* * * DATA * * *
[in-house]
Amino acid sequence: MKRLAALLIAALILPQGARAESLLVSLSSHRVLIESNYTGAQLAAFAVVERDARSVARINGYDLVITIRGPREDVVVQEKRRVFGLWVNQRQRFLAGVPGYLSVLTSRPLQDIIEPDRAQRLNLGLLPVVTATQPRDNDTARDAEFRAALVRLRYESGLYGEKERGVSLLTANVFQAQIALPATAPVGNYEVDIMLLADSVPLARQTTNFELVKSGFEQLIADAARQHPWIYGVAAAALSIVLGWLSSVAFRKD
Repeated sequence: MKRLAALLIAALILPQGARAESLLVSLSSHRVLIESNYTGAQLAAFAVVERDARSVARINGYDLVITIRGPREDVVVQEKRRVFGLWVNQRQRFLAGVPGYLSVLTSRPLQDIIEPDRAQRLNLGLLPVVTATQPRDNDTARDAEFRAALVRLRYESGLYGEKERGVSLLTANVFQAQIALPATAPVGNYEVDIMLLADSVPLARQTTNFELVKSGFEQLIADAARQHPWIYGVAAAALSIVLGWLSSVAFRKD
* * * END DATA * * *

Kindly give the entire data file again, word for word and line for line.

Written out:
[in-house]
Amino acid sequence: MKRLAALLIAALILPQGARAESLLVSLSSHRVLIESNYTGAQLAAFAVVERDARSVARINGYDLVITIRGPREDVVVQEKRRVFGLWVNQRQRFLAGVPGYLSVLTSRPLQDIIEPDRAQRLNLGLLPVVTATQPRDNDTARDAEFRAALVRLRYESGLYGEKERGVSLLTANVFQAQIALPATAPVGNYEVDIMLLADSVPLARQTTNFELVKSGFEQLIADAARQHPWIYGVAAAALSIVLGWLSSVAFRKD
Repeated sequence: MKRLAALLIAALILPQGARAESLLVSLSSHRVLIESNYTGAQLAAFAVVERDARSVARINGYDLVITIRGPREDVVVQEKRRVFGLWVNQRQRFLAGVPGYLSVLTSRPLQDIIEPDRAQRLNLGLLPVVTATQPRDNDTARDAEFRAALVRLRYESGLYGEKERGVSLLTANVFQAQIALPATAPVGNYEVDIMLLADSVPLARQTTNFELVKSGFEQLIADAARQHPWIYGVAAAALSIVLGWLSSVAFRKD